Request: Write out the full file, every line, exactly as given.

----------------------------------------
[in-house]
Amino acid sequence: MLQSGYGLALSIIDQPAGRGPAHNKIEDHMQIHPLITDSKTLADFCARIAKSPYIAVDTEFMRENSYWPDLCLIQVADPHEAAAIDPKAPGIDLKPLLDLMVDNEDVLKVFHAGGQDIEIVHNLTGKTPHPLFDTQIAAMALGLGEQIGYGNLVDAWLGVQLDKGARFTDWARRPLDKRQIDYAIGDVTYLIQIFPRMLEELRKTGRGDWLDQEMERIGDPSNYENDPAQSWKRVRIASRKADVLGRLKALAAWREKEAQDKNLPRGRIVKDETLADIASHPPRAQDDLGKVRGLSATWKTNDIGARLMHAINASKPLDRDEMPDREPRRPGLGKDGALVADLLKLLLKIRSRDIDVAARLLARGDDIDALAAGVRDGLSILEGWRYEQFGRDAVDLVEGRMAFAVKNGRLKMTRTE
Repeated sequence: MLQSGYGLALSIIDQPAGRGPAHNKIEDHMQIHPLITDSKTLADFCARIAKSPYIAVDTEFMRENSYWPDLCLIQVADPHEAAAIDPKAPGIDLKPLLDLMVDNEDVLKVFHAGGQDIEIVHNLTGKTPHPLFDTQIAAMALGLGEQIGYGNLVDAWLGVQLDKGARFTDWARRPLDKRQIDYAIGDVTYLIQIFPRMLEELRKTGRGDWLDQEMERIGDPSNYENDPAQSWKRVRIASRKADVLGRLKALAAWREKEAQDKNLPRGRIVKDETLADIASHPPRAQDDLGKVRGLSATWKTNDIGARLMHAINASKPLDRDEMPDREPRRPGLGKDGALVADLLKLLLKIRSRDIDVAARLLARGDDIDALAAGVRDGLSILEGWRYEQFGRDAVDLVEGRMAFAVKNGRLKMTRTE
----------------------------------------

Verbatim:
[in-house]
Amino acid sequence: MLQSGYGLALSIIDQPAGRGPAHNKIEDHMQIHPLITDSKTLADFCARIAKSPYIAVDTEFMRENSYWPDLCLIQVADPHEAAAIDPKAPGIDLKPLLDLMVDNEDVLKVFHAGGQDIEIVHNLTGKTPHPLFDTQIAAMALGLGEQIGYGNLVDAWLGVQLDKGARFTDWARRPLDKRQIDYAIGDVTYLIQIFPRMLEELRKTGRGDWLDQEMERIGDPSNYENDPAQSWKRVRIASRKADVLGRLKALAAWREKEAQDKNLPRGRIVKDETLADIASHPPRAQDDLGKVRGLSATWKTNDIGARLMHAINASKPLDRDEMPDREPRRPGLGKDGALVADLLKLLLKIRSRDIDVAARLLARGDDIDALAAGVRDGLSILEGWRYEQFGRDAVDLVEGRMAFAVKNGRLKMTRTE
Repeated sequence: MLQSGYGLALSIIDQPAGRGPAHNKIEDHMQIHPLITDSKTLADFCARIAKSPYIAVDTEFMRENSYWPDLCLIQVADPHEAAAIDPKAPGIDLKPLLDLMVDNEDVLKVFHAGGQDIEIVHNLTGKTPHPLFDTQIAAMALGLGEQIGYGNLVDAWLGVQLDKGARFTDWARRPLDKRQIDYAIGDVTYLIQIFPRMLEELRKTGRGDWLDQEMERIGDPSNYENDPAQSWKRVRIASRKADVLGRLKALAAWREKEAQDKNLPRGRIVKDETLADIASHPPRAQDDLGKVRGLSATWKTNDIGARLMHAINASKPLDRDEMPDREPRRPGLGKDGALVADLLKLLLKIRSRDIDVAARLLARGDDIDALAAGVRDGLSILEGWRYEQFGRDAVDLVEGRMAFAVKNGRLKMTRTE